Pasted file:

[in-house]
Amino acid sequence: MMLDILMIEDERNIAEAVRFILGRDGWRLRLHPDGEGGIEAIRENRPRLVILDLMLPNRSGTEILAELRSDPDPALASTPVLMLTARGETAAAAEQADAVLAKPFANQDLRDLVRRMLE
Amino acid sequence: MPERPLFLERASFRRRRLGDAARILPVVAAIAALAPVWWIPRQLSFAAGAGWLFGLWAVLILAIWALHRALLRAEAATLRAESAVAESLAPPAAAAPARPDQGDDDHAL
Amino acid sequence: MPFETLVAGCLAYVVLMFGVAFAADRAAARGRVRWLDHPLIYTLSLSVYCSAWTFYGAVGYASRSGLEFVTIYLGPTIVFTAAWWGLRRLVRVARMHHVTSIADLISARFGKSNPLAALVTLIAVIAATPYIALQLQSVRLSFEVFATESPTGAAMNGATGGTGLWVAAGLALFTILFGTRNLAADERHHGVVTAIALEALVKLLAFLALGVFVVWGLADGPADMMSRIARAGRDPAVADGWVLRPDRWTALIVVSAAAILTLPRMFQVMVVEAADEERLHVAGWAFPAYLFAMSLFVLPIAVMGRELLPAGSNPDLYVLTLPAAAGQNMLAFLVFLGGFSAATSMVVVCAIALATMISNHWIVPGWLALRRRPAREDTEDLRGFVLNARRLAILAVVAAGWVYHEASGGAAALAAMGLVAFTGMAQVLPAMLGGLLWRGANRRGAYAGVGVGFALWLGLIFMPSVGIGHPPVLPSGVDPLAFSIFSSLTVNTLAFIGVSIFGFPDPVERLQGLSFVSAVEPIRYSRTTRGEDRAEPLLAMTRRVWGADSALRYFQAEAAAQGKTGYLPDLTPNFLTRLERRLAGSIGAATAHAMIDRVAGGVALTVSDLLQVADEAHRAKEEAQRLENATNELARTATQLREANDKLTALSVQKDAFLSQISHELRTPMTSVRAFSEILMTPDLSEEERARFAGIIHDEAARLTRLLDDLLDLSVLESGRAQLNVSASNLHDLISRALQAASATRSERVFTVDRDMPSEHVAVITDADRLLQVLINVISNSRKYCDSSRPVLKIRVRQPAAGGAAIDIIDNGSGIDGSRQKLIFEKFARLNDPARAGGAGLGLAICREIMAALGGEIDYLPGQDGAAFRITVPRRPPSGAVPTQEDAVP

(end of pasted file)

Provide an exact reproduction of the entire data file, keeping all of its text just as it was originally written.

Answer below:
[in-house]
Amino acid sequence: MMLDILMIEDERNIAEAVRFILGRDGWRLRLHPDGEGGIEAIRENRPRLVILDLMLPNRSGTEILAELRSDPDPALASTPVLMLTARGETAAAAEQADAVLAKPFANQDLRDLVRRMLE
Amino acid sequence: MPERPLFLERASFRRRRLGDAARILPVVAAIAALAPVWWIPRQLSFAAGAGWLFGLWAVLILAIWALHRALLRAEAATLRAESAVAESLAPPAAAAPARPDQGDDDHAL
Amino acid sequence: MPFETLVAGCLAYVVLMFGVAFAADRAAARGRVRWLDHPLIYTLSLSVYCSAWTFYGAVGYASRSGLEFVTIYLGPTIVFTAAWWGLRRLVRVARMHHVTSIADLISARFGKSNPLAALVTLIAVIAATPYIALQLQSVRLSFEVFATESPTGAAMNGATGGTGLWVAAGLALFTILFGTRNLAADERHHGVVTAIALEALVKLLAFLALGVFVVWGLADGPADMMSRIARAGRDPAVADGWVLRPDRWTALIVVSAAAILTLPRMFQVMVVEAADEERLHVAGWAFPAYLFAMSLFVLPIAVMGRELLPAGSNPDLYVLTLPAAAGQNMLAFLVFLGGFSAATSMVVVCAIALATMISNHWIVPGWLALRRRPAREDTEDLRGFVLNARRLAILAVVAAGWVYHEASGGAAALAAMGLVAFTGMAQVLPAMLGGLLWRGANRRGAYAGVGVGFALWLGLIFMPSVGIGHPPVLPSGVDPLAFSIFSSLTVNTLAFIGVSIFGFPDPVERLQGLSFVSAVEPIRYSRTTRGEDRAEPLLAMTRRVWGADSALRYFQAEAAAQGKTGYLPDLTPNFLTRLERRLAGSIGAATAHAMIDRVAGGVALTVSDLLQVADEAHRAKEEAQRLENATNELARTATQLREANDKLTALSVQKDAFLSQISHELRTPMTSVRAFSEILMTPDLSEEERARFAGIIHDEAARLTRLLDDLLDLSVLESGRAQLNVSASNLHDLISRALQAASATRSERVFTVDRDMPSEHVAVITDADRLLQVLINVISNSRKYCDSSRPVLKIRVRQPAAGGAAIDIIDNGSGIDGSRQKLIFEKFARLNDPARAGGAGLGLAICREIMAALGGEIDYLPGQDGAAFRITVPRRPPSGAVPTQEDAVP